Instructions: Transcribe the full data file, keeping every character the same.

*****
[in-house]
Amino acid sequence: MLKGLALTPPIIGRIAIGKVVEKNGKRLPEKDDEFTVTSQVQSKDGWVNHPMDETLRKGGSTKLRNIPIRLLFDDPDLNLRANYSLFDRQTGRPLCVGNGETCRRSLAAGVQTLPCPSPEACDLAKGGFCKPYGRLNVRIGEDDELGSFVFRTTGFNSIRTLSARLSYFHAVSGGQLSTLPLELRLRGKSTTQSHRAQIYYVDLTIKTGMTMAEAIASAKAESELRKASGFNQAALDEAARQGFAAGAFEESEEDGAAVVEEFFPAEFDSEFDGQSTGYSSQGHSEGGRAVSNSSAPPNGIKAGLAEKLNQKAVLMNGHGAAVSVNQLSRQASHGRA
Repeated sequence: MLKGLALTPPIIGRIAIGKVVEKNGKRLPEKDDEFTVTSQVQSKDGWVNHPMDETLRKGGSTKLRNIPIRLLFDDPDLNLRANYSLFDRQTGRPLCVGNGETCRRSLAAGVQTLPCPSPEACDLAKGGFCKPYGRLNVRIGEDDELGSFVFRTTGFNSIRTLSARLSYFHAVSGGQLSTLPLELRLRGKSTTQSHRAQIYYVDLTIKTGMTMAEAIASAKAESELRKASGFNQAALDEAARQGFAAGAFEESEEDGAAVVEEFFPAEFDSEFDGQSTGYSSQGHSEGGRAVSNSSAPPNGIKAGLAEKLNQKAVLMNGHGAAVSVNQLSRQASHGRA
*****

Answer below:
[in-house]
Amino acid sequence: MLKGLALTPPIIGRIAIGKVVEKNGKRLPEKDDEFTVTSQVQSKDGWVNHPMDETLRKGGSTKLRNIPIRLLFDDPDLNLRANYSLFDRQTGRPLCVGNGETCRRSLAAGVQTLPCPSPEACDLAKGGFCKPYGRLNVRIGEDDELGSFVFRTTGFNSIRTLSARLSYFHAVSGGQLSTLPLELRLRGKSTTQSHRAQIYYVDLTIKTGMTMAEAIASAKAESELRKASGFNQAALDEAARQGFAAGAFEESEEDGAAVVEEFFPAEFDSEFDGQSTGYSSQGHSEGGRAVSNSSAPPNGIKAGLAEKLNQKAVLMNGHGAAVSVNQLSRQASHGRA
Repeated sequence: MLKGLALTPPIIGRIAIGKVVEKNGKRLPEKDDEFTVTSQVQSKDGWVNHPMDETLRKGGSTKLRNIPIRLLFDDPDLNLRANYSLFDRQTGRPLCVGNGETCRRSLAAGVQTLPCPSPEACDLAKGGFCKPYGRLNVRIGEDDELGSFVFRTTGFNSIRTLSARLSYFHAVSGGQLSTLPLELRLRGKSTTQSHRAQIYYVDLTIKTGMTMAEAIASAKAESELRKASGFNQAALDEAARQGFAAGAFEESEEDGAAVVEEFFPAEFDSEFDGQSTGYSSQGHSEGGRAVSNSSAPPNGIKAGLAEKLNQKAVLMNGHGAAVSVNQLSRQASHGRA